The hospital industry has been struggling for years with razor-thin margins and falling reimbursement. But with Wall Street having a meltdown, too, denying hospitals much-needed capital and credit, this year was something of a capper.
To try to deal, hospital CFOs took some drastic steps. The Wall Street meltdown forced hospitals to restructure their debt whenever they were allowed, such as in California and Massachusetts. Others, however, were simply left holding the bag when their bond rates shot up into the double-digits due to financial market turmoil. Some hospitals were able to refinance their bonds based on the strength of their own credit, but some were just out of luck when bond insurers like Ambac stumbled themselves.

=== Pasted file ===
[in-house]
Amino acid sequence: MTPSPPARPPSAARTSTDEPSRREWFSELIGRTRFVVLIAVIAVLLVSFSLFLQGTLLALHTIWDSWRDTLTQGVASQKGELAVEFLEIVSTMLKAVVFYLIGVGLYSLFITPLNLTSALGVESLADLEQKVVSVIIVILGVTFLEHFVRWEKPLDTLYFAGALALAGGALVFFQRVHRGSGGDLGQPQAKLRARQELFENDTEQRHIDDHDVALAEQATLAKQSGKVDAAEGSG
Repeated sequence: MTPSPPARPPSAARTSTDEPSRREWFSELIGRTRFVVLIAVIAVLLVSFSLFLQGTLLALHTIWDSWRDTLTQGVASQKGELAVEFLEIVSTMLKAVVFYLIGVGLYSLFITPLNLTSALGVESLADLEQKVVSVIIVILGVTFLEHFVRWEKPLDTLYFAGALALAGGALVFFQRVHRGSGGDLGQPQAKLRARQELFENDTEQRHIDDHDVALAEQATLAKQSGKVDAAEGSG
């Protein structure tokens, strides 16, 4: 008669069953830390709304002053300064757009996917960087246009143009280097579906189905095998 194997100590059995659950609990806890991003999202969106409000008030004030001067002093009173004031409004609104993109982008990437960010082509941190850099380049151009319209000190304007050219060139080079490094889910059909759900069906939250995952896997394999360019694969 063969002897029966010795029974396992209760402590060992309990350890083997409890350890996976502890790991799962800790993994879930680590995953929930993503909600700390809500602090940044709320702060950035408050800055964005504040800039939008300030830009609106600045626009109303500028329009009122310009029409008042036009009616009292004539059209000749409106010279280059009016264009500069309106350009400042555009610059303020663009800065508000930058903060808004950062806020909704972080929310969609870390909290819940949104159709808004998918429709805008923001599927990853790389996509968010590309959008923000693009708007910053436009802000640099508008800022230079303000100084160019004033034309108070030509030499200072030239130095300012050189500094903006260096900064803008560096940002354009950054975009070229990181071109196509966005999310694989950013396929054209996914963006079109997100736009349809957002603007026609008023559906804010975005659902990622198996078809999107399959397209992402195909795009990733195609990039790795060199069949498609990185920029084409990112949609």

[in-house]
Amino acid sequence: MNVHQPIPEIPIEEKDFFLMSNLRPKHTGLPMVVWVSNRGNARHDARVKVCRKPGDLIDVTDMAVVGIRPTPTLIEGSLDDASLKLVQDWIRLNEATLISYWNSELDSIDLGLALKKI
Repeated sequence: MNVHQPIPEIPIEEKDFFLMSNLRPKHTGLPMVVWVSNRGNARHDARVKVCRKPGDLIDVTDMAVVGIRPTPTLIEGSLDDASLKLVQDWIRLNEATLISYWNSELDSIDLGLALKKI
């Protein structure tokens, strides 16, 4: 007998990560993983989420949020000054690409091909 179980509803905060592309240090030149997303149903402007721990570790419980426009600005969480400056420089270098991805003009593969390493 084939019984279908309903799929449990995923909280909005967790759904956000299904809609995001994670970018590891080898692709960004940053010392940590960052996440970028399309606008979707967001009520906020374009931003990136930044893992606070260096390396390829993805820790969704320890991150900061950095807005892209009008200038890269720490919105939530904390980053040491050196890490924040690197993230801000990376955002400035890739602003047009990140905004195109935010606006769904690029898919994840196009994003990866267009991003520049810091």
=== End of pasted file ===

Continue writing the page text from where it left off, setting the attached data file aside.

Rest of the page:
So how have hospitals survived? In some cases, hospitals have begun asking for payment up front to reduce bad debt. Some have announced large restructuring plans, or put off multi-million dollar capital projects. Meanwhile, many hospitals had to lay off employees to try to make ends meet, leading to a record number of mass layoffs this year. The truth is, though, that it seems few have escaped unscathed. It's been something of a bloodbath.
Unfortunately, next year may not look much better. The troubled housing market may increase bad debt, as consumers continue to battle sky-high mortgage rates and unemployment. Meanwhile, insurers are struggling too, which doesn't bode well for wresting good rates out of them at contract time. Let's keep our fingers crossed.